Microsatellites (simple sequence repeats, SSRs) that consist of repetitive sequences of one to six bases are ubiquitous in most eukaryotic genomes. The use of molecular markers for this region is efficacious in molecular-assisted breeding, molecular phylogenetics, and population genetics. Recently, the detection of a number of SSRs using a high-throughput DNA sequencing assay has become possible. Particularly, microsatellite capture sequencing using our developed protocol can detect SSRs more effectively by enriching the DNA library using an SSR probe. Our protocol used in this study demonstrates the possibility of using low-input DNA (≥1 ng), and while the use of restriction enzymes was more suitable for identifying the heterozygous genotype than sonication was, sonication facilitated the detection of various SSR flanking regions with both species-specific and common characteristics more than restriction enzyme digestion did. Moreover, a simulation analysis using various scale reads estimated that a few thousand SSRs could be detected from 50 K reads per sample. Furthermore, we described an in silico polymorphic detection and phylogenetic analysis method based on microsatellite capture sequencing data.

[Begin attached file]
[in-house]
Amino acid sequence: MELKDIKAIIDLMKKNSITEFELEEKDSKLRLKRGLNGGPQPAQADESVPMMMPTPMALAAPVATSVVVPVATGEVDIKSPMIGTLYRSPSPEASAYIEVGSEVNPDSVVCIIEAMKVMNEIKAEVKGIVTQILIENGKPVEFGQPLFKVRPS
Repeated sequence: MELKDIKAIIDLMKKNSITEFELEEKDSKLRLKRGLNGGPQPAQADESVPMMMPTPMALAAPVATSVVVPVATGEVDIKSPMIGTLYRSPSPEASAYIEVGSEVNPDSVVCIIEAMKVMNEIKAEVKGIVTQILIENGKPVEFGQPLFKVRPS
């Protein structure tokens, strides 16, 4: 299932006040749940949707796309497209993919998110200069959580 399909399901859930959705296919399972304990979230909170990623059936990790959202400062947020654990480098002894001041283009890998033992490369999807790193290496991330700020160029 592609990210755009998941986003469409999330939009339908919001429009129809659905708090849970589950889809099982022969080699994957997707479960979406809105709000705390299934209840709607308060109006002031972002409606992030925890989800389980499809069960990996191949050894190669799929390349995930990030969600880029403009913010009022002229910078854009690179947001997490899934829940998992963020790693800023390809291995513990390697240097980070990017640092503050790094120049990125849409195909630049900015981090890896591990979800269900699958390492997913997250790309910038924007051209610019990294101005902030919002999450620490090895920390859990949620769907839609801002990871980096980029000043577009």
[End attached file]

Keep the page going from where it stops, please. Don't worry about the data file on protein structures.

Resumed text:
Part of the book: Genotyping